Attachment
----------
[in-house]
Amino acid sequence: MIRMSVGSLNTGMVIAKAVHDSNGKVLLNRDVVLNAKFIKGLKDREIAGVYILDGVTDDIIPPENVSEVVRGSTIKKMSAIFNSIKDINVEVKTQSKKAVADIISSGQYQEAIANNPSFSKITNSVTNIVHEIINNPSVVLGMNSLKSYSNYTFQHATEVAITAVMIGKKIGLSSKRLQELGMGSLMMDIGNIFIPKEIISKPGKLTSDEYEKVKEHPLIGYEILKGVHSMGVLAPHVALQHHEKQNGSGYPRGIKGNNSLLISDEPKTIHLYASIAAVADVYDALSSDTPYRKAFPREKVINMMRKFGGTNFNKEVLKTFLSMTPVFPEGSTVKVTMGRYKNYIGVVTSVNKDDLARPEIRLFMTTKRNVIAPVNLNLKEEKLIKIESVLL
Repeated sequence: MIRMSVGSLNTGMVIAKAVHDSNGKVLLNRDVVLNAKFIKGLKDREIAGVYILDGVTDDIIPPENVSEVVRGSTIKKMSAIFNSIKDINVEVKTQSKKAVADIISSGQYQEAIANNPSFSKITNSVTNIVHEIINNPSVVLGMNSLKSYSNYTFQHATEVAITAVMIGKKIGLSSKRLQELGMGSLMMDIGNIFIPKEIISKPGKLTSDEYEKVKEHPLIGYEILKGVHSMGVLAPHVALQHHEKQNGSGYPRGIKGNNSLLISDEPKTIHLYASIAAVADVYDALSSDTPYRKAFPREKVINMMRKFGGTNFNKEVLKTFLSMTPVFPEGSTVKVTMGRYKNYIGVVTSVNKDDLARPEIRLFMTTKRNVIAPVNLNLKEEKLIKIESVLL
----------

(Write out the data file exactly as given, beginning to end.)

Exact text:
[in-house]
Amino acid sequence: MIRMSVGSLNTGMVIAKAVHDSNGKVLLNRDVVLNAKFIKGLKDREIAGVYILDGVTDDIIPPENVSEVVRGSTIKKMSAIFNSIKDINVEVKTQSKKAVADIISSGQYQEAIANNPSFSKITNSVTNIVHEIINNPSVVLGMNSLKSYSNYTFQHATEVAITAVMIGKKIGLSSKRLQELGMGSLMMDIGNIFIPKEIISKPGKLTSDEYEKVKEHPLIGYEILKGVHSMGVLAPHVALQHHEKQNGSGYPRGIKGNNSLLISDEPKTIHLYASIAAVADVYDALSSDTPYRKAFPREKVINMMRKFGGTNFNKEVLKTFLSMTPVFPEGSTVKVTMGRYKNYIGVVTSVNKDDLARPEIRLFMTTKRNVIAPVNLNLKEEKLIKIESVLL
Repeated sequence: MIRMSVGSLNTGMVIAKAVHDSNGKVLLNRDVVLNAKFIKGLKDREIAGVYILDGVTDDIIPPENVSEVVRGSTIKKMSAIFNSIKDINVEVKTQSKKAVADIISSGQYQEAIANNPSFSKITNSVTNIVHEIINNPSVVLGMNSLKSYSNYTFQHATEVAITAVMIGKKIGLSSKRLQELGMGSLMMDIGNIFIPKEIISKPGKLTSDEYEKVKEHPLIGYEILKGVHSMGVLAPHVALQHHEKQNGSGYPRGIKGNNSLLISDEPKTIHLYASIAAVADVYDALSSDTPYRKAFPREKVINMMRKFGGTNFNKEVLKTFLSMTPVFPEGSTVKVTMGRYKNYIGVVTSVNKDDLARPEIRLFMTTKRNVIAPVNLNLKEEKLIKIESVLL